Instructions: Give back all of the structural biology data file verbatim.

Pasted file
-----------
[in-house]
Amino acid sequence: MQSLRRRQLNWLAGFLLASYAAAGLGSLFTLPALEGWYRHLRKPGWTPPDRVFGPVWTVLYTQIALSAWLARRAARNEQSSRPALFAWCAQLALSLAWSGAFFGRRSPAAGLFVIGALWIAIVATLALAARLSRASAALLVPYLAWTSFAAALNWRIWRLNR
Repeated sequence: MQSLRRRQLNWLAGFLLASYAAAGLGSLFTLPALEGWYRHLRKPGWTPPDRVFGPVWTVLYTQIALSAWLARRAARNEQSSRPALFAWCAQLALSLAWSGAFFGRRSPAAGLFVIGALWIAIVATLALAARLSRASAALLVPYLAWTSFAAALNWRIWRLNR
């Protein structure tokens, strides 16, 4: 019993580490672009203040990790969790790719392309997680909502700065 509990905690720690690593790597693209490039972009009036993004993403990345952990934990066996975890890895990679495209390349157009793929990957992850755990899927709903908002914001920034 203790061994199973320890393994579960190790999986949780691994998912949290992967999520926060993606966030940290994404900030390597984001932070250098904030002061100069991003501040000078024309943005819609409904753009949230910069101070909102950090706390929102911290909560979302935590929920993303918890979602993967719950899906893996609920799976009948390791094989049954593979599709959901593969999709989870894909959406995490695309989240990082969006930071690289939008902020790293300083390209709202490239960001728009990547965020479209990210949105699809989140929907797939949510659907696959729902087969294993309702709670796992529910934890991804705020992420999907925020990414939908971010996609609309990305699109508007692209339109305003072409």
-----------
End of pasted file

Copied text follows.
[in-house]
Amino acid sequence: MQSLRRRQLNWLAGFLLASYAAAGLGSLFTLPALEGWYRHLRKPGWTPPDRVFGPVWTVLYTQIALSAWLARRAARNEQSSRPALFAWCAQLALSLAWSGAFFGRRSPAAGLFVIGALWIAIVATLALAARLSRASAALLVPYLAWTSFAAALNWRIWRLNR
Repeated sequence: MQSLRRRQLNWLAGFLLASYAAAGLGSLFTLPALEGWYRHLRKPGWTPPDRVFGPVWTVLYTQIALSAWLARRAARNEQSSRPALFAWCAQLALSLAWSGAFFGRRSPAAGLFVIGALWIAIVATLALAARLSRASAALLVPYLAWTSFAAALNWRIWRLNR
């Protein structure tokens, strides 16, 4: 019993580490672009203040990790969790790719392309997680909502700065 509990905690720690690593790597693209490039972009009036993004993403990345952990934990066996975890890895990679495209390349157009793929990957992850755990899927709903908002914001920034 203790061994199973320890393994579960190790999986949780691994998912949290992967999520926060993606966030940290994404900030390597984001932070250098904030002061100069991003501040000078024309943005819609409904753009949230910069101070909102950090706390929102911290909560979302935590929920993303918890979602993967719950899906893996609920799976009948390791094989049954593979599709959901593969999709989870894909959406995490695309989240990082969006930071690289939008902020790293300083390209709202490239960001728009990547965020479209990210949105699809989140929907797939949510659907696959729902087969294993309702709670796992529910934890991804705020992420999907925020990414939908971010996609609309990305699109508007692209339109305003072409």